Presentation on theme: "Using Full Parental Genotyping to Determine the Efficacy of Streamside Incubators for Rearing Hatchery-Origin Steelhead Eggs and Increasing Population."— Presentation transcript:
Using Full Parental Genotyping to Determine the Efficacy of Streamside Incubators for Rearing Hatchery-Origin Steelhead Eggs and Increasing Population Abundance in the Yankee Fork Salmon River, Idaho. By Lytle P. Denny K.A. Tardy, and C. Lopez Shoshone-Bannock Tribes Fish & Wildlife Department March 4, 2008
SSI Program Background SSI Goal SSI Objectives SSI Methods M & E Goal M & E Objectives M & E Methods Results Discussion
Background Stream-Side Incubator (SSI) Program initiated in 1995 in Upper Salmon River (Figure 1) Initial Cooperators included –Trout Unlimited –BLM –USFS –Upper Salmon Basin Watershed Project –IDFG –Private landowners Site are located in five tributaries of the Upper Salmon River (Figure 2) Incubation methods included using refrigerators, whitlock-vibrant boxes, Jordan-Scotty condominiums,“haddix boxes,” wood incubators, and lastly upwellers.
Background Snake River Steelhead ESU listed October 17, 1997; no distinctions were made between A-run or B-run summer steelhead SBT envisioned using natural steelhead for broodstock, unfortunately none were available Early M & E efforts guided by Technical Committee including –IDFG –USFS –USBWP –BLM –SBT M & E efforts beyond estimating fry production were unsuccessful SBT completed M & E Plan in 2005 –Focus efforts in Yankee Fork Salmon River –Use DNA Parentage Analysis;
SSI Goal Reintroduce and recover native salmonids to vacant and critically under-seeded habitats until remaining populations can become self-sustaining through natural production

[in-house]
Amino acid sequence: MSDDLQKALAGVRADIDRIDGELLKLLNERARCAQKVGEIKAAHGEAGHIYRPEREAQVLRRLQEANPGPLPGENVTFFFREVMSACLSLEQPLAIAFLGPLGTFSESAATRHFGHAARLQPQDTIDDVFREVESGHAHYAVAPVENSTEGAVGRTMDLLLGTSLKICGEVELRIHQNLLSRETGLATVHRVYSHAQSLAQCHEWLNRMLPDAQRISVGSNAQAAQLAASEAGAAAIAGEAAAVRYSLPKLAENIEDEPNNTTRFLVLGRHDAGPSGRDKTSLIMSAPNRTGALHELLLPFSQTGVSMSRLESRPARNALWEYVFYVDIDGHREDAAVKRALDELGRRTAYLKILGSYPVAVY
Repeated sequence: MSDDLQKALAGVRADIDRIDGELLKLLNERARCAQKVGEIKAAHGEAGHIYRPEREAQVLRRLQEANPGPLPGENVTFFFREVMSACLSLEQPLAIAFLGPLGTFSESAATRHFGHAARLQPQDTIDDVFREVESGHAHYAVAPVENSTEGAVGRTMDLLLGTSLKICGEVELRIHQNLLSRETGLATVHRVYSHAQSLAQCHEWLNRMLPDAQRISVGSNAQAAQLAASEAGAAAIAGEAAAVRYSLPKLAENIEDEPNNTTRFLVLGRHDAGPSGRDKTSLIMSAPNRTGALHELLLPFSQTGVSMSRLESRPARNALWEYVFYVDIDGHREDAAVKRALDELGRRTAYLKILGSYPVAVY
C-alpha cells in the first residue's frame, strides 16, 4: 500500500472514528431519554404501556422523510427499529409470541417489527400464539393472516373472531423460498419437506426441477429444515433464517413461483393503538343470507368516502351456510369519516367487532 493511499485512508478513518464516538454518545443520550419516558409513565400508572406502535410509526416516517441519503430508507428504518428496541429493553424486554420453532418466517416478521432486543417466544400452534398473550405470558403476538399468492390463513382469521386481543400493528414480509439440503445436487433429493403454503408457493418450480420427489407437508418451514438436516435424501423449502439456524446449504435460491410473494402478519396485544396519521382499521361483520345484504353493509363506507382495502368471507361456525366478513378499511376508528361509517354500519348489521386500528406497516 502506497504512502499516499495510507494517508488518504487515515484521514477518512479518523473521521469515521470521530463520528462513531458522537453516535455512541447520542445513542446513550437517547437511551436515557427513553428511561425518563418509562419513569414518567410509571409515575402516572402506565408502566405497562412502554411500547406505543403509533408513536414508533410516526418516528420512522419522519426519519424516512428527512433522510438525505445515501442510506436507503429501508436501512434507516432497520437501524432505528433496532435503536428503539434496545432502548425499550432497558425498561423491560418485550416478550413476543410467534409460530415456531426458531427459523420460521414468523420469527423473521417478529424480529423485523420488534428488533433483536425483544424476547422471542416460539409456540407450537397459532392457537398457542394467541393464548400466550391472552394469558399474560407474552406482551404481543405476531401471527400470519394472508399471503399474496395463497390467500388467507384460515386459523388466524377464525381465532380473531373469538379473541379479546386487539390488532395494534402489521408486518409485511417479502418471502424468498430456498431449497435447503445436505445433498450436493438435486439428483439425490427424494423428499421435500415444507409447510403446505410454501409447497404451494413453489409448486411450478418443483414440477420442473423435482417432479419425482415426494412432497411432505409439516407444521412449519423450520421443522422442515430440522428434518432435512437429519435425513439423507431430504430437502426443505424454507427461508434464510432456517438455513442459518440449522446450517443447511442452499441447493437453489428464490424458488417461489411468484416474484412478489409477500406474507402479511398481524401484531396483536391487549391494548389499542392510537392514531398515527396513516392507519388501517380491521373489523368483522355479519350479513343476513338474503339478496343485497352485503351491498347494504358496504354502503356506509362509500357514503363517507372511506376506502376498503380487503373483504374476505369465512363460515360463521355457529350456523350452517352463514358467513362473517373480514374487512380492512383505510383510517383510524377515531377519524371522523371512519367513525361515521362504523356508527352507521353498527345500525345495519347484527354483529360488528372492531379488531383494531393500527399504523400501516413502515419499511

SSI Objectives Incubate approximately 1.0 million eyed-eggs in five Upper Salmon River tributaries –Yankee Fork375,000 –Panther Creek250,000 –Basin Creek125,000 –Morgan Creek125,000 –Indian Creek125,000 Achieve >90% hatch success
SSI Methods Trapping and spawning conducted at Sawtooth Fish Hatchery –Approximately 99 adult pairs needed to achieve 375,000 eyed eggs 4,200 eggs/female * 90% green egg to eyed egg survival –Adults spawned one-to-one –Estimate fecundity –Eggs checked for BKD; IDFG Fish Health
SSI Methods Egg Incubation (green to eyed) –Following SFH standard protocol Egg Incubation (eyed to fry) –Stream-side Incubators Incubated on natural river water Temperature, DO, and sedimentation are site specific Flow is adjusted Hatch success/fry seeded –Count dead eggs and/or fry
M & E Goal Monitor and Evaluate the Tribes’ hatchery steelhead supplementation activities in Yankee Fork so that operations can be adaptively managed to optimize hatchery and natural production, provide dispersal, sustain harvest, and minimize ecological impacts.
M & E Objectives 1. Determine if program objectives for contribution rate of hatchery fish are being achieved and can be improved. 2. Determine the increases in natural production that results from supplementation of steelhead in Yankee Fork and relate this information to possible limiting factors. 3. Communicate monitoring and evaluation findings to resource managers.
M & E Methods Spawn adult steelhead – one-to-one matings Collect genetic samples from all brood fish Genotype parents at 14 u-sat loci Outplant known families (eyed eggs) in incubators Collect genetic sample from age-0 + and age-1 + juvenile steelhead in Yankee Fork in subsequent years Genotype unknown juveniles at 14 u-sat loci Perform parentage analysis on parent broodfish and unknown juveniles
1. Spawn Hatchery Adults M & E Approach 2. Collect and Incubate Eggs F1 generation 3. Incubate Eyed- eggs in incubators 4. Release fry volitionally 5. Collect 0+ parr during first fall 6. Collect 1+ parr during second fall
M & E Methods Population size point estimates made for all Yankee Fork age-0 + and age-1 + O. mykiss –Randomly select sampling sites –Perform 3-pass removal electrofishing with block nets –Measure fork length, mass, and collect tissue and scale samples –Analyze condition factor
M & E Methods Perform parental exclusion/pedigree analysis of adult broodstock to Yankee Fork juvenile O. mykiss –Use genetic markers to identify SSI progeny from naturally produced progeny Determine relative abundance of SSI progeny and natural origin progeny Estimate SSI survival from egg to fry